New dad Zen ready for the London Santa Dash

New dad Zen is taking on the 10k route at London Santa Dash after smashing his first 5k fun run for Great Ormond Street Hospital Children’s Charity at RBC Race for the Kids. 

He explains why he decided to start supporting Great Ormond Street Hospital (GOSH) and what he’s looking forward to about this year’s festive race at Clapham Common on Sunday 3 December.

Inspired to take part

“I was on the train home from work in September and I saw a poster for RBC Race for the Kids, the charity’s 5k fun run. It struck a chord with me, being a new dad to my daughter, Roma. We had a scare when she was first born – doctors thought she might have an irregular bowel and we had to go back to the emergency ward. Thankfully, it turned out not to be the case, but it was something that stuck with me.

“Since then, as I’ve met other parents, I’ve become more aware of the challenges other families are facing. Not a lot of my friends are parents, so I didn’t necessarily know how scary it can be. When I saw that RBC Race for the Kids poster, I thought it was an opportunity to do something.”

A personal challenge

“I was massively into fitness before Roma was born, – never cardio, though. The thought of doing a 5k was not appealing to me by any stretch – and it still isn’t! – but it was a challenge and for a good cause. I’d never come close to doing a flat-out 5k before, but RBC Race for the Kids was a really fun day, and I survived it, so I thought I would push myself to do the 10k at London Santa Dash.

“My goal is to complete the 10k in under an hour. I've managed to get one 10k in before the actual race so I know now that, mentally, I can do it (and that it's going to feel unpleasant!). The key challenge will be stamina and keeping up the momentum, but the crowds cheering keep me motivated – it’s always a good atmosphere. 

“I’ll also have my own cheer squad with Roma and my partner, Jenna. We might even dress Roma up as an elf! It should be a quite a nice day out for the whole family.”

Fundraising for GOSH

“I’ve written some pieces on my blog about taking part and fundraising for RBC Race for the Kids and now London Santa Dash. I’ve shared these on Facebook, Twitter and Instagram. The content of my blog – about being a new dad and all that entails – means I’m promoting to the right target audience.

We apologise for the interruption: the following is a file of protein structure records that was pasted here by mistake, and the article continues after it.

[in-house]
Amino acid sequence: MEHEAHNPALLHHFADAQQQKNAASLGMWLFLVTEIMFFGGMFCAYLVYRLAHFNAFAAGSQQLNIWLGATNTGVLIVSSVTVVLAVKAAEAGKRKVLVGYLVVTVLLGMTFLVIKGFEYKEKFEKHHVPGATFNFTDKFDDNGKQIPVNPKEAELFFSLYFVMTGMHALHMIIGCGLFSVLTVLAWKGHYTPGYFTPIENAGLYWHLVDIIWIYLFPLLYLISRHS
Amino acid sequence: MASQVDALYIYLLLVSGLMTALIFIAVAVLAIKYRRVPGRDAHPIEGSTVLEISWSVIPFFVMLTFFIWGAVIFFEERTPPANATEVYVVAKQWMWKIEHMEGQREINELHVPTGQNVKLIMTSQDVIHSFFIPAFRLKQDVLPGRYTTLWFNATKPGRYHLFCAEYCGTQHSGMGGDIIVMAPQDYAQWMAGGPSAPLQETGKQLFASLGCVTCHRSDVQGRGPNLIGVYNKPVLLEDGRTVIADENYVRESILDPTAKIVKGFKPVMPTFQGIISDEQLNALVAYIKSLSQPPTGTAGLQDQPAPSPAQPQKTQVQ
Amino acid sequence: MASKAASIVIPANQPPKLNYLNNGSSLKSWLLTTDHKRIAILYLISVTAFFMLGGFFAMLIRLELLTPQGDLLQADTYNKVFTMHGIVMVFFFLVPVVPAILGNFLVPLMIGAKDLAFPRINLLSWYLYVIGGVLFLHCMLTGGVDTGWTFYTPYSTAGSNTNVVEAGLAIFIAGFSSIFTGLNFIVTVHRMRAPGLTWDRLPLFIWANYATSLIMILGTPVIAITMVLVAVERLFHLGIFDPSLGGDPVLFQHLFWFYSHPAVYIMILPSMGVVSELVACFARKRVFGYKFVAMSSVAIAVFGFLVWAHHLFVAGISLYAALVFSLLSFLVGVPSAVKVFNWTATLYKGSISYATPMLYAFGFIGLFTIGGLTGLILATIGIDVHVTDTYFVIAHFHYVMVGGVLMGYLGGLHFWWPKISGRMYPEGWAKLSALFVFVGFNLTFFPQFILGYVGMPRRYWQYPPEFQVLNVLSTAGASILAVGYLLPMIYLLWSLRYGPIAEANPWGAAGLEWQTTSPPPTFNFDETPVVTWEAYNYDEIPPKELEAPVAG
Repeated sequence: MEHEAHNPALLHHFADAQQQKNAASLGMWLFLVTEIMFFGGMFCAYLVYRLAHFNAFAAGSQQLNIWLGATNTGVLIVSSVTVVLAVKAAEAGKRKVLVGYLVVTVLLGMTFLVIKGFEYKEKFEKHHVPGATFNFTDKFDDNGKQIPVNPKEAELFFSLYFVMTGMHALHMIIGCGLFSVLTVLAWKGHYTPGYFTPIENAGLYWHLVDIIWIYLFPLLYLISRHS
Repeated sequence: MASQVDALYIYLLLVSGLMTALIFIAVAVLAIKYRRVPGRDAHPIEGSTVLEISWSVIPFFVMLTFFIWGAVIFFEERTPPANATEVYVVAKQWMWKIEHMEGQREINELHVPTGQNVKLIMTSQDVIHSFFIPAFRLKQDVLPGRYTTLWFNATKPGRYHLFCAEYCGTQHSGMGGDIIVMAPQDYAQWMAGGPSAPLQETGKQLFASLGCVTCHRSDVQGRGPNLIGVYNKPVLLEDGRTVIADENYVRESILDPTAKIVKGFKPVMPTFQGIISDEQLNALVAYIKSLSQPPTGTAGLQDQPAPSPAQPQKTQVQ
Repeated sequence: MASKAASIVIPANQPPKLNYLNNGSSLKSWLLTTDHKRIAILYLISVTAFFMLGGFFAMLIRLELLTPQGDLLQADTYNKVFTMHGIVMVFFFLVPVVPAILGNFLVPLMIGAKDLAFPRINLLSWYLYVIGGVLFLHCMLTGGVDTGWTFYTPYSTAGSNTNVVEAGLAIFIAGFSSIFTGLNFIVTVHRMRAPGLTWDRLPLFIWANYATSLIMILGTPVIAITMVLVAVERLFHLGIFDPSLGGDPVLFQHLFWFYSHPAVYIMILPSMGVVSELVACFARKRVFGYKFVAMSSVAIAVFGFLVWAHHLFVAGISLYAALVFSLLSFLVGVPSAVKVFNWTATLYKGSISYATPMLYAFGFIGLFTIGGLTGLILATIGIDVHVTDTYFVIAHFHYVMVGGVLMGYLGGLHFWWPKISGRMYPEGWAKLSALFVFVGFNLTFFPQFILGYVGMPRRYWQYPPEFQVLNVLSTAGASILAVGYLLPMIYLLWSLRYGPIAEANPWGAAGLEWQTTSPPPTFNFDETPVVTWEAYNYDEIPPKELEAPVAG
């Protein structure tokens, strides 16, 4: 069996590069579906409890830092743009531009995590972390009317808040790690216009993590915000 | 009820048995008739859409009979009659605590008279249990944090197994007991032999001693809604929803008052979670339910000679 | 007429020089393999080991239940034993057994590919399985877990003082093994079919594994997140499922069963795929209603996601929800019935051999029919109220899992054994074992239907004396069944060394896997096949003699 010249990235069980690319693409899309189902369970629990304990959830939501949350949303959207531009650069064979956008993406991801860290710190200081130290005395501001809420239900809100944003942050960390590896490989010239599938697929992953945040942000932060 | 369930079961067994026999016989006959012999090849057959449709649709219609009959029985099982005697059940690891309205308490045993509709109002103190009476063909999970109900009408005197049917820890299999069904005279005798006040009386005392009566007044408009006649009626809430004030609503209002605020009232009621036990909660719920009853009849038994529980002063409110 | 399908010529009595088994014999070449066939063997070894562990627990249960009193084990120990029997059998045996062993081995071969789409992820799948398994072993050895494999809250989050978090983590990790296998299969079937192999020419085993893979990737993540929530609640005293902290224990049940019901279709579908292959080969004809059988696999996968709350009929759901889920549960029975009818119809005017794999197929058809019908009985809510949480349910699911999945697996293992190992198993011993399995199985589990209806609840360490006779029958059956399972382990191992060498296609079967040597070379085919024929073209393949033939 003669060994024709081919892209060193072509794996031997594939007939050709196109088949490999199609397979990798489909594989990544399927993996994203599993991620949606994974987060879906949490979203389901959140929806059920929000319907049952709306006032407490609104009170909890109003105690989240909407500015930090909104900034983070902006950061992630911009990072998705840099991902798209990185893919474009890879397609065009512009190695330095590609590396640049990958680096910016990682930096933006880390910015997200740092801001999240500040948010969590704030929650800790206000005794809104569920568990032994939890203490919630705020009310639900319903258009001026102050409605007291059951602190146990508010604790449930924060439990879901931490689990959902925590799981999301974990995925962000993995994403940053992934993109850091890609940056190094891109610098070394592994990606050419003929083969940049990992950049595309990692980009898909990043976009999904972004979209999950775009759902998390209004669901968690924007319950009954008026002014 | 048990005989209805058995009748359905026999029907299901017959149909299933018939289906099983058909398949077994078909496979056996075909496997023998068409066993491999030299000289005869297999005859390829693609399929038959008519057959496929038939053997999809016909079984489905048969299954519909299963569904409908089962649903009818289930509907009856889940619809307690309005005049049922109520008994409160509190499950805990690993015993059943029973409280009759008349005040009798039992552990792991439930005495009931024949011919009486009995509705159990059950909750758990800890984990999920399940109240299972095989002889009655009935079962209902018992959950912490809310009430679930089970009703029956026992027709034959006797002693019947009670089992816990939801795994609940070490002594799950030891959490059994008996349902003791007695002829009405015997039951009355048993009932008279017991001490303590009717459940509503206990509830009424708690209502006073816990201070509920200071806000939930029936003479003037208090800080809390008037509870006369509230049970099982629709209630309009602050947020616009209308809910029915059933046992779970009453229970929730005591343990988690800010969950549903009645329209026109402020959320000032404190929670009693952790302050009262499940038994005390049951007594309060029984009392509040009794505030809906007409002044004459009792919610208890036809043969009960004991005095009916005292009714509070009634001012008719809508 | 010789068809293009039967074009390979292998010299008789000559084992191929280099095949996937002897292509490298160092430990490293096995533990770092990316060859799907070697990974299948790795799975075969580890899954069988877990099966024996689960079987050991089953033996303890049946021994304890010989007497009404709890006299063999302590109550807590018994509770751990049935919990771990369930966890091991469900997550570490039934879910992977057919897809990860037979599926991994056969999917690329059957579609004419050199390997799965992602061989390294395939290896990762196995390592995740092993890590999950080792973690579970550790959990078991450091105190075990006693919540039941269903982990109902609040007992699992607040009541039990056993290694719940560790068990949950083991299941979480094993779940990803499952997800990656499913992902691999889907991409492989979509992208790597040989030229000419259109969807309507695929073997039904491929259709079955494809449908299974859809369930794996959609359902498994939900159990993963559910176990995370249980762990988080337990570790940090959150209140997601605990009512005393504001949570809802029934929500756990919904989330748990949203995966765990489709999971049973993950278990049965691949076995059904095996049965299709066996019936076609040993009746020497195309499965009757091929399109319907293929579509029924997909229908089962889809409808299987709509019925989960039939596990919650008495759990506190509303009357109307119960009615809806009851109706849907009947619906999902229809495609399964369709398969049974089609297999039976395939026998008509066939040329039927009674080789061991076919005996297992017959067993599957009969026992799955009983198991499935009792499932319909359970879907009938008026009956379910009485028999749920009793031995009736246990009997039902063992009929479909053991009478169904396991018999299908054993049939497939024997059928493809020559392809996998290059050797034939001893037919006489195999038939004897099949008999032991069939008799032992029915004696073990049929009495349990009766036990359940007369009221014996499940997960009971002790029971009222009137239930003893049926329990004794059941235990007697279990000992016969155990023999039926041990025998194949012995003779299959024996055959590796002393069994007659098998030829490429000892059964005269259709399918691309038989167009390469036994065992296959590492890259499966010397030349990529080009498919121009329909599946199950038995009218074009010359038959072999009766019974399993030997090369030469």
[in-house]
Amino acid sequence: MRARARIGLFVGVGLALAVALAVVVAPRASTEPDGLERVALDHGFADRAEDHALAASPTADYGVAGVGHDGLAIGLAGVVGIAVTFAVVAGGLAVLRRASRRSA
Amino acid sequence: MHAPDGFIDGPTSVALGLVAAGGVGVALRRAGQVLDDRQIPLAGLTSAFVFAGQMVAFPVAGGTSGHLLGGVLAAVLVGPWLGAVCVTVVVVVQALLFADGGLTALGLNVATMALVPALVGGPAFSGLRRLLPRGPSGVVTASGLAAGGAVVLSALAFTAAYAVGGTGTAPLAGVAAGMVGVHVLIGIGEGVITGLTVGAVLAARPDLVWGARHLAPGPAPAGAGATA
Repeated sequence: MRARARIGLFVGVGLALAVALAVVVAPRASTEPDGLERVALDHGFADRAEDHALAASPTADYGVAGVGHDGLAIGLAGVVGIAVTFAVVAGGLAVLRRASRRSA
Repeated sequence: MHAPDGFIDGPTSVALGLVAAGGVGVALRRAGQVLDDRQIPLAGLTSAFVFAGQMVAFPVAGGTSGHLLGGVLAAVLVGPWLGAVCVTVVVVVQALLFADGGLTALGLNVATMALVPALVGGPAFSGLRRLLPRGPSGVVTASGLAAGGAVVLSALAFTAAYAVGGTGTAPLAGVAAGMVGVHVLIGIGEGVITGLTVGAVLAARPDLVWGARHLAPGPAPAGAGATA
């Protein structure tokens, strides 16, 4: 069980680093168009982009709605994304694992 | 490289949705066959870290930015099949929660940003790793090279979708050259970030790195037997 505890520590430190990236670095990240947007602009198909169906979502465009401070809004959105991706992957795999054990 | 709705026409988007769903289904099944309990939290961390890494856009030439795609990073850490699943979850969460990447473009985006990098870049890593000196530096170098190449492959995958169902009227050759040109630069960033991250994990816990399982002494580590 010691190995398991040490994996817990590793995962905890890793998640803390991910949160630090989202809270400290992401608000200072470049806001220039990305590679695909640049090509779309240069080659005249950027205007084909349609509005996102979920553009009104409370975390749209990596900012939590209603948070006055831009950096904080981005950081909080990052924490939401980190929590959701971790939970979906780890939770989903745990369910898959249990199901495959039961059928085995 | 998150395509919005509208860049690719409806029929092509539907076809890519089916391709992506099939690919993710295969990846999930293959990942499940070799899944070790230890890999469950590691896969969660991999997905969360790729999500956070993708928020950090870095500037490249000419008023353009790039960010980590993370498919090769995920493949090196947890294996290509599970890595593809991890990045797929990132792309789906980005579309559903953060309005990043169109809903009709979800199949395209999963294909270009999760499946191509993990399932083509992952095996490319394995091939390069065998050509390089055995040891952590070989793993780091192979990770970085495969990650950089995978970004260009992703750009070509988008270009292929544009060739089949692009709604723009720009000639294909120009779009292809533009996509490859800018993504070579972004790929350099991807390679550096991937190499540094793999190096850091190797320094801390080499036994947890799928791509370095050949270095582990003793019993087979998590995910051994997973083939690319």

"Facebook is good because that’s where you friends and family are, so use that to spread the word with people you know.

“I’ve also appealed to my mates – they know I have no enthusiasm for running, so I thought that if I’m trying to fundraise, they can appreciate that I’m doing something that doesn’t come easily or naturally to me.

“With RBC Race for the Kids, each time I had a donation, I shared it on my Facebook profile and tagged the donor as a way to encourage others to donate. I also harassed people on WhatsApp!

“Don’t be embarrassed about what you’re doing, or worry that you’re going to annoy anyone. Taking part means something, so people should know about it. It might make people want to participate, whether it’s running or sponsoring you.”

Building a team

“For London Santa Dash, I’ve started my own team called ‘The Fatherhood of Christmas’. There are four of us so far. I thought that if I could raise £500 on my own for RBC Race for the Kids, I could raise even more with a team. 

“For anyone considering doing the 5k or 10k, I’d say don’t put too much pressure on yourself – it really is the taking part that counts. If the distance sounds too far, you shouldn’t feel deterred, because you can just go at your own pace.

“It’s a fun run, so ultimately, it should be fun! If you haven’t done one before, it’s always good to try something new. Try and get a group of friends together as well if you don’t want to do it on your own. There's plenty of room on my team, so if you fancy it, you're more than welcome to join us!"

Join Zen at London Santa Dash

There’s still time to sign up to London Santa Dash and get a team together. 

Find out more

By taking part and fundraising, you’ll be helping GOSH's specialist Play Therapy team to make Christmas at GOSH stress-free for seriously ill children from across the UK.